American sprinter Justin Gatlin is to boycott the British media amid claims of "biased" coverage during the ongoing world athletics championships in Beijing, according to his agent.
Gatlin, who has twice been suspended for doping, finished second behind Usain Bolt in the final of the men’s 100 metres on Sunday. As noted by Owen Gibson of the Guardian, on BBC’s coverage, commentator Steve Cram said “he’s saved his title, he’s saved his reputation – he may have even saved his sport,” as the Jamaican crossed the line one hundredth of a second ahead of Gatlin.
The American’s agent, Renaldo Nehemiah, told the Guardian that they would not be speaking to any British outlets due to their coverage:
Justin, as well as I, feel that the British media and journalists have been extremely unkind to him. There’s been nothing positive said about him now for some time. Every characterisation is solely about doping and vilifying him.
So, to maintain his own dignity and self respect, he feels it best not to speak to them. It’s very unfortunate, but he’s been hurt tremendously by these attacks. And as human beings, we should be better than that. The BBC in particular should report without lacing their comments and reporting with biased views.
According to Gibson’s piece, other BBC commentators, including former Olympic medalist Brendan Foster, were pictured celebrating Bolt’s victory. Gatlin also apparently rejected three separate attempts by BBC journalists to interview him.
They also posted the following on Twitter in the wake of the Jamaican’s narrow win:
Gatlin has been in sensational form since returning from his second doping ban in 2010. Before losing to Bolt on Sunday, he was unbeaten in 28 100-metre races, making him the big favourite for glory in the blue riband event in Beijing. But the Jamaican, as he so often does, came to the fore on the biggest stage.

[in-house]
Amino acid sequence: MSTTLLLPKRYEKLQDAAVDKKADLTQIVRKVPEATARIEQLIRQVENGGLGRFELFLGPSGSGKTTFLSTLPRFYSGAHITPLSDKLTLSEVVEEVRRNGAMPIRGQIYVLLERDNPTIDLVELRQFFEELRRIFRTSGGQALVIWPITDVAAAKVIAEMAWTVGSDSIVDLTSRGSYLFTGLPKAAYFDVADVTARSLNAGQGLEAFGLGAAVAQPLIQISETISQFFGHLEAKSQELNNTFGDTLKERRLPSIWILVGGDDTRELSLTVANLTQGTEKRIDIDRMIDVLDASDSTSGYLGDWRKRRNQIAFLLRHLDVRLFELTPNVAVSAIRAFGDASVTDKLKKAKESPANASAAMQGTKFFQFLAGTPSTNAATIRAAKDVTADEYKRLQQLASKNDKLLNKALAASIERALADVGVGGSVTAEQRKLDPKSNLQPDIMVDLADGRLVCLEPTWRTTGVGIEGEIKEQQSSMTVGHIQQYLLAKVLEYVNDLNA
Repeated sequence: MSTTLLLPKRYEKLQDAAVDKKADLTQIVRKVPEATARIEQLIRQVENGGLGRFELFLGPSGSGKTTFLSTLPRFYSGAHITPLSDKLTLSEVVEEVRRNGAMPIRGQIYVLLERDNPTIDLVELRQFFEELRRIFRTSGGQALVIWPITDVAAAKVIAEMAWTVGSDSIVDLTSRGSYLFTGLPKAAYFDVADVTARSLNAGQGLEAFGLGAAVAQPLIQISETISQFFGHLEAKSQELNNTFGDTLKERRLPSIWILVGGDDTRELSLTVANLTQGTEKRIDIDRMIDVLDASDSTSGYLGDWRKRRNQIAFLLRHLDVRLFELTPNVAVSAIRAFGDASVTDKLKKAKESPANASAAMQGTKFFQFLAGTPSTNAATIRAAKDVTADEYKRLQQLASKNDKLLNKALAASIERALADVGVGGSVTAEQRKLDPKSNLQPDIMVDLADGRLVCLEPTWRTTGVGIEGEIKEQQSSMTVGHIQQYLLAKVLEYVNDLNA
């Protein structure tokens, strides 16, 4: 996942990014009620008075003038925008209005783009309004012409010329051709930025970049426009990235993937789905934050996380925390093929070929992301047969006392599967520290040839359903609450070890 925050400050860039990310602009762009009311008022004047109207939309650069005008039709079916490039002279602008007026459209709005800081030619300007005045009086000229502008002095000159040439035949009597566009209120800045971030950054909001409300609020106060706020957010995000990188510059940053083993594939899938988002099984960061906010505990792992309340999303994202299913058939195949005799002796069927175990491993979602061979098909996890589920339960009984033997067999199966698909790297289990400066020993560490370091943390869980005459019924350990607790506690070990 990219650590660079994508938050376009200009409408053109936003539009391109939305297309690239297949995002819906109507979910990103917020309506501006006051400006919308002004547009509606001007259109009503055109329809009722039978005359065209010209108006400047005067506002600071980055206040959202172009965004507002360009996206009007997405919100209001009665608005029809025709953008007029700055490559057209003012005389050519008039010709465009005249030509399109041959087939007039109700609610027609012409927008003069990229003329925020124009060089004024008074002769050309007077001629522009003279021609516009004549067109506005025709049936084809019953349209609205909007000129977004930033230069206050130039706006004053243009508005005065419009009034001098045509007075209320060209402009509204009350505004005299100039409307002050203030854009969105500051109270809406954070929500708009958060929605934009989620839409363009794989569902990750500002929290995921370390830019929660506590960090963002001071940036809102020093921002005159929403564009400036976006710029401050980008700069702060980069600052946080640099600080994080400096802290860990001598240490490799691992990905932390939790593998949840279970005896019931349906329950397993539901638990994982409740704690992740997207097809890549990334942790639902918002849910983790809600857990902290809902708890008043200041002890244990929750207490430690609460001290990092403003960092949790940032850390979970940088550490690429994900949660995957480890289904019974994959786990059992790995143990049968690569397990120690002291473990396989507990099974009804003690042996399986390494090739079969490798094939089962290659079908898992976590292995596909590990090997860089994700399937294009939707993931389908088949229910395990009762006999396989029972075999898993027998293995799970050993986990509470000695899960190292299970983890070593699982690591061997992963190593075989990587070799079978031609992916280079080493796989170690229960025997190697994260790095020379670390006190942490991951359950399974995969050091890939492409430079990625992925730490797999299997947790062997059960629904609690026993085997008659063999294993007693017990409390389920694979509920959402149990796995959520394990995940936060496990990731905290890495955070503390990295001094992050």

There are some who would sympathise with Gatlin. After all, as Gibson notes, there were three other men in the final—Tyson Gay, Mike Rodgers and Asafa Powell—who had also served doping bans, yet they received but a smidgen of the criticism attributed to the silver medalist. In addition, he’s served his time on both occasions and has been permitted to compete by the sport’s governing body.
Martyn Ziegler of the Press Association thinks that some of the BBC’s coverage was a little over the top:
Gatlin has tested positive for banned substances twice, so up against someone who has done so much for the sport of athletics, there was only going to be one person winning the popularity stakes.
BBC Sport’s Chief sports writer Tom Fordyce eloquently summed up his opinions on the difference between the two sprinters both on and off of the track:
To say Bolt has saved the sport with this win may have been a little sensationalist, as was the “good and evil” tagline which accompanied this 100-metre duel, per Gibson. But for many, this outcome was a cathartic one, and while various outlets do pride themselves on their impartiality, one of sport’s greatest positives is its ability to draw out raw emotions.
Gatlin may feel he’s been victimised, and given he’s running fast and running clean at this stage in his career, he deserves a little more credit. But sports fans—whether it be those in the stands, watching at home or in the commentary box—hold their heroes to high standards.